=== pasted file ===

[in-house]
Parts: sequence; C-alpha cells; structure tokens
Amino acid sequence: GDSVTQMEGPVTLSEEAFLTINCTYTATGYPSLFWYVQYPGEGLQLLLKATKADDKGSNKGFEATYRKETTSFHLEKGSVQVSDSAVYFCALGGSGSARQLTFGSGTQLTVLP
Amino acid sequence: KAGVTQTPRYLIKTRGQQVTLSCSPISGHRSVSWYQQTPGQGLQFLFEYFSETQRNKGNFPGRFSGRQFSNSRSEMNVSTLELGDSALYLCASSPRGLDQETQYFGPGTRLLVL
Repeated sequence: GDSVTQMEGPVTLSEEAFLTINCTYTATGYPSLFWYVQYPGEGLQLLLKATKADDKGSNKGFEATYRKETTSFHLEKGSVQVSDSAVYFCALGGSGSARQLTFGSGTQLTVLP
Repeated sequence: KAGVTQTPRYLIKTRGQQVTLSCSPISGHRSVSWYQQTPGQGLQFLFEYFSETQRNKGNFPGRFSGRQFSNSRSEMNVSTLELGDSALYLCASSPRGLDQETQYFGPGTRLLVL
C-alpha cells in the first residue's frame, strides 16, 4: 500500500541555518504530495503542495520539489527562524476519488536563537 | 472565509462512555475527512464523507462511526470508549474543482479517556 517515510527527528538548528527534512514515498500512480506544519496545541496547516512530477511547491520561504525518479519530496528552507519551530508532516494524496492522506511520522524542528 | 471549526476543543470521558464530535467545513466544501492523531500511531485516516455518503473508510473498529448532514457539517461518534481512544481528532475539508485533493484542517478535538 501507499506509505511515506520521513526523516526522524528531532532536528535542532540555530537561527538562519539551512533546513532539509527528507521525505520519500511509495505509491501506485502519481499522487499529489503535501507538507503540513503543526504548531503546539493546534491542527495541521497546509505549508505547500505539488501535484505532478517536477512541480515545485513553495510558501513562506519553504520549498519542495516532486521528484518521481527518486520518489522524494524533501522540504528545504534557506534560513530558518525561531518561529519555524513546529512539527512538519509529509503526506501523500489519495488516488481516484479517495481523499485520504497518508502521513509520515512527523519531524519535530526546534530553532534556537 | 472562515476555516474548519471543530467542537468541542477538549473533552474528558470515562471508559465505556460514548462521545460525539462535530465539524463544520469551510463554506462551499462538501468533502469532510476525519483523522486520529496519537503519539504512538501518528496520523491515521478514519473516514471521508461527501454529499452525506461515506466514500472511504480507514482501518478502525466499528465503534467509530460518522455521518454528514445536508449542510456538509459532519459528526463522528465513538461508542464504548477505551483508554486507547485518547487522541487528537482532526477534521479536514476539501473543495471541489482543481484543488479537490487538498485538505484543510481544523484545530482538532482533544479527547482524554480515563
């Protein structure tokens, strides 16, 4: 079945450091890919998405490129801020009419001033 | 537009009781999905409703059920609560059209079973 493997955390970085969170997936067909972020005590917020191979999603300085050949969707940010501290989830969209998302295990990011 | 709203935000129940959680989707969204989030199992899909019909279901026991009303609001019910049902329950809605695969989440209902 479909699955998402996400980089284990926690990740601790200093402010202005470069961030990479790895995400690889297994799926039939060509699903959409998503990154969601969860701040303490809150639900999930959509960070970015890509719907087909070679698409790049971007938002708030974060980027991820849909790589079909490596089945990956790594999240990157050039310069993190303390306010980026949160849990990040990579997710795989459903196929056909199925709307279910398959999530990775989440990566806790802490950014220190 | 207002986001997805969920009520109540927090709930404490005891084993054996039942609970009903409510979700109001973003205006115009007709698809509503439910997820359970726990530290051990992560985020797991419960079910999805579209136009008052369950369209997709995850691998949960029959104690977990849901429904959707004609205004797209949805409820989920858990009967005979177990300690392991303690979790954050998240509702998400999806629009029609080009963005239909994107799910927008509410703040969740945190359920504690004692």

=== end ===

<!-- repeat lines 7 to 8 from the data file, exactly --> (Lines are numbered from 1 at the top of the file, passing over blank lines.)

C-alpha cells in the first residue's frame, strides 16, 4: 500500500541555518504530495503542495520539489527562524476519488536563537 | 472565509462512555475527512464523507462511526470508549474543482479517556 517515510527527528538548528527534512514515498500512480506544519496545541496547516512530477511547491520561504525518479519530496528552507519551530508532516494524496492522506511520522524542528 | 471549526476543543470521558464530535467545513466544501492523531500511531485516516455518503473508510473498529448532514457539517461518534481512544481528532475539508485533493484542517478535538 501507499506509505511515506520521513526523516526522524528531532532536528535542532540555530537561527538562519539551512533546513532539509527528507521525505520519500511509495505509491501506485502519481499522487499529489503535501507538507503540513503543526504548531503546539493546534491542527495541521497546509505549508505547500505539488501535484505532478517536477512541480515545485513553495510558501513562506519553504520549498519542495516532486521528484518521481527518486520518489522524494524533501522540504528545504534557506534560513530558518525561531518561529519555524513546529512539527512538519509529509503526506501523500489519495488516488481516484479517495481523499485520504497518508502521513509520515512527523519531524519535530526546534530553532534556537 | 472562515476555516474548519471543530467542537468541542477538549473533552474528558470515562471508559465505556460514548462521545460525539462535530465539524463544520469551510463554506462551499462538501468533502469532510476525519483523522486520529496519537503519539504512538501518528496520523491515521478514519473516514471521508461527501454529499452525506461515506466514500472511504480507514482501518478502525466499528465503534467509530460518522455521518454528514445536508449542510456538509459532519459528526463522528465513538461508542464504548477505551483508554486507547485518547487522541487528537482532526477534521479536514476539501473543495471541489482543481484543488479537490487538498485538505484543510481544523484545530482538532482533544479527547482524554480515563
């Protein structure tokens, strides 16, 4: 079945450091890919998405490129801020009419001033 | 537009009781999905409703059920609560059209079973 493997955390970085969170997936067909972020005590917020191979999603300085050949969707940010501290989830969209998302295990990011 | 709203935000129940959680989707969204989030199992899909019909279901026991009303609001019910049902329950809605695969989440209902 479909699955998402996400980089284990926690990740601790200093402010202005470069961030990479790895995400690889297994799926039939060509699903959409998503990154969601969860701040303490809150639900999930959509960070970015890509719907087909070679698409790049971007938002708030974060980027991820849909790589079909490596089945990956790594999240990157050039310069993190303390306010980026949160849990990040990579997710795989459903196929056909199925709307279910398959999530990775989440990566806790802490950014220190 | 207002986001997805969920009520109540927090709930404490005891084993054996039942609970009903409510979700109001973003205006115009007709698809509503439910997820359970726990530290051990992560985020797991419960079910999805579209136009008052369950369209997709995850691998949960029959104690977990849901429904959707004609205004797209949805409820989920858990009967005979177990300690392991303690979790954050998240509702998400999806629009029609080009963005239909994107799910927008509410703040969740945190359920504690004692």